Readmissions: Research suggests that up to three-quarters of readmissions may be preventable. Consumer Reports includes readmissions in its safety composite score in part because the more often a patient enters a hospital, the greater the chance something will go wrong. No hospital earned CRs highest score for readmissions; 166 hospitals received CRs lowest score.
Communication: For Communication, again, no hospital earned CRs top score while almost 500 hospitals earned CRs lowest score for communication about new medications and discharge plans. The Communication scores are based on questions answered by millions of discharged patients in a federally mandated survey.
Some Well Known Hospitals With Less Than Outstanding Scores: Many hospitals that are well known perform poorly against Consumer Reports new safety score, including Massachusetts General Hospital, Boston, with a safety score of 45; Ronald Reagan UCLA Medical Center, Los Angeles, 43; Cleveland Clinic, 39; New York Presbyterian, New York, 32; and Mount Sinai Medical Center, New York, 30. However, CRs safety Ratings do not assess how successful hospitals are at treating medical conditions and are not the only source that should be used to measure hospital safety and quality. The magazine report suggests other sources a consumer can investigate.
Medical Harm: Peter Pronovost, MD, senior vice president for patient safety at Johns Hopkins Medicine in Baltimore, Maryland, told Consumer Reports: Medical harm is probably one of the three leading causes of death in the U.S., but the government doesnt adequately track it as it does deaths from automobiles, plane crashes, and cancer. Its appalling. Pronovost also observes that hospitals have not given safety the attention it merits.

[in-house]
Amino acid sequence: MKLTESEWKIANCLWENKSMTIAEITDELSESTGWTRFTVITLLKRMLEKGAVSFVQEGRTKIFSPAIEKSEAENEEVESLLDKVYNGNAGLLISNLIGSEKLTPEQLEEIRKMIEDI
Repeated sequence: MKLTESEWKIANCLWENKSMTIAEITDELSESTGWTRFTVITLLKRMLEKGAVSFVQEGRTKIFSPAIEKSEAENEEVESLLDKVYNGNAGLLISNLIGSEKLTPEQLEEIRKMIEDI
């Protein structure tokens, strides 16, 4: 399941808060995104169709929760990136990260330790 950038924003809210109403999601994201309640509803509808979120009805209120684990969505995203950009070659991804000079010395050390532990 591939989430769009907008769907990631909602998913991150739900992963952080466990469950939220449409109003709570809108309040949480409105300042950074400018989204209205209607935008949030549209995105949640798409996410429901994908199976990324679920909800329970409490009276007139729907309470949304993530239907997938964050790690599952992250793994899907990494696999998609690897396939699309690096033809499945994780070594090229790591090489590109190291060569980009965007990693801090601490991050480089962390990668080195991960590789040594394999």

The CR safety score does not look comprehensively at all medical errors. As noted above, the Consumer Reports Hospital Ratings are derived from several government and independent sources. Consumer Reports used the most current data available at the time of its analysis, supplementing its Ratings by interviewing patients, physicians, hospital administrators and safety experts. The Ratings include only 18 percent of U.S. hospitals because data on patient safety still isnt reported fully and consistently nationwide.
For example, only some states (far from all) require that hospitals report data for surgical site infections, central-line infections, or both. And some hospitals voluntarily report central-line infection data to the Leapfrog Group. As a result, Consumer Reports cannot provide a safety score on every hospital. The fact that consumers cant get a full picture of most hospitals in the U.S. underscores the need for more public reporting, says Santa.
The report outlines steps the government should take to fix the system, including the implementation of a national system for tracking and publicly reporting medical errors, as recommended by the Institute of Medicine more than 10 years ago.
The public assumes that someone keeps track of all that goes wrong, but that is just not the case, said Lisa McGiffert, director of the Safe Patient Project at Consumers Union, the advocacy arm of Consumer Reports.